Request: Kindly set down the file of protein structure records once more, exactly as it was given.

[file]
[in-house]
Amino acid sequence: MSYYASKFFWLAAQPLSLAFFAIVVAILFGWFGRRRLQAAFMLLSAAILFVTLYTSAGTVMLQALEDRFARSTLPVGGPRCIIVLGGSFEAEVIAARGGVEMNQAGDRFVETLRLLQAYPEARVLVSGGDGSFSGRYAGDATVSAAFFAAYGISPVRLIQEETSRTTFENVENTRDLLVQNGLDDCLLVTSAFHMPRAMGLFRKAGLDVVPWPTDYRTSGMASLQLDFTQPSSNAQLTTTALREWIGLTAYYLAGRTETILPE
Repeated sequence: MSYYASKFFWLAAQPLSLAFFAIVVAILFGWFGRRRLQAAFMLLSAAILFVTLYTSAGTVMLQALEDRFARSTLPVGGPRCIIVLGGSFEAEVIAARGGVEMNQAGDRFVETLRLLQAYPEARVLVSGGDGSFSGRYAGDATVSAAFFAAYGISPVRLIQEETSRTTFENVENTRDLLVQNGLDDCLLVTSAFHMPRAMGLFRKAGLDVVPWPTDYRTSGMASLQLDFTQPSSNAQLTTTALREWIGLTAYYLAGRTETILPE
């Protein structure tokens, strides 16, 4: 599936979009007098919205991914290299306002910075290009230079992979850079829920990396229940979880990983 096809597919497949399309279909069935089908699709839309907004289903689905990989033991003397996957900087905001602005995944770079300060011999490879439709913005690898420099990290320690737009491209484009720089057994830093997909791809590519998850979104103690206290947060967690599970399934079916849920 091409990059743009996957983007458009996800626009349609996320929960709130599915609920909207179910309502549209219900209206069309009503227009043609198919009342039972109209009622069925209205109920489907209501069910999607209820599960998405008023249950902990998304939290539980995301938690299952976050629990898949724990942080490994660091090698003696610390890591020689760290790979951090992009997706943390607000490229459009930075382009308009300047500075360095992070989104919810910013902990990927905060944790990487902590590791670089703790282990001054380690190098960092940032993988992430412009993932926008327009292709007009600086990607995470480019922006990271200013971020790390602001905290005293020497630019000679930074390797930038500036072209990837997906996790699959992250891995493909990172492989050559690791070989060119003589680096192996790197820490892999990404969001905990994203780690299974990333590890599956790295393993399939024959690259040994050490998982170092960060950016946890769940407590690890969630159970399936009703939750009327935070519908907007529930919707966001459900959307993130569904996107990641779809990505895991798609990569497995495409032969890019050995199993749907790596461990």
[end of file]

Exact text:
[in-house]
Amino acid sequence: MSYYASKFFWLAAQPLSLAFFAIVVAILFGWFGRRRLQAAFMLLSAAILFVTLYTSAGTVMLQALEDRFARSTLPVGGPRCIIVLGGSFEAEVIAARGGVEMNQAGDRFVETLRLLQAYPEARVLVSGGDGSFSGRYAGDATVSAAFFAAYGISPVRLIQEETSRTTFENVENTRDLLVQNGLDDCLLVTSAFHMPRAMGLFRKAGLDVVPWPTDYRTSGMASLQLDFTQPSSNAQLTTTALREWIGLTAYYLAGRTETILPE
Repeated sequence: MSYYASKFFWLAAQPLSLAFFAIVVAILFGWFGRRRLQAAFMLLSAAILFVTLYTSAGTVMLQALEDRFARSTLPVGGPRCIIVLGGSFEAEVIAARGGVEMNQAGDRFVETLRLLQAYPEARVLVSGGDGSFSGRYAGDATVSAAFFAAYGISPVRLIQEETSRTTFENVENTRDLLVQNGLDDCLLVTSAFHMPRAMGLFRKAGLDVVPWPTDYRTSGMASLQLDFTQPSSNAQLTTTALREWIGLTAYYLAGRTETILPE
């Protein structure tokens, strides 16, 4: 599936979009007098919205991914290299306002910075290009230079992979850079829920990396229940979880990983 096809597919497949399309279909069935089908699709839309907004289903689905990989033991003397996957900087905001602005995944770079300060011999490879439709913005690898420099990290320690737009491209484009720089057994830093997909791809590519998850979104103690206290947060967690599970399934079916849920 091409990059743009996957983007458009996800626009349609996320929960709130599915609920909207179910309502549209219900209206069309009503227009043609198919009342039972109209009622069925209205109920489907209501069910999607209820599960998405008023249950902990998304939290539980995301938690299952976050629990898949724990942080490994660091090698003696610390890591020689760290790979951090992009997706943390607000490229459009930075382009308009300047500075360095992070989104919810910013902990990927905060944790990487902590590791670089703790282990001054380690190098960092940032993988992430412009993932926008327009292709007009600086990607995470480019922006990271200013971020790390602001905290005293020497630019000679930074390797930038500036072209990837997906996790699959992250891995493909990172492989050559690791070989060119003589680096192996790197820490892999990404969001905990994203780690299974990333590890599956790295393993399939024959690259040994050490998982170092960060950016946890769940407590690890969630159970399936009703939750009327935070519908907007529930919707966001459900959307993130569904996107990641779809990505895991798609990569497995495409032969890019050995199993749907790596461990």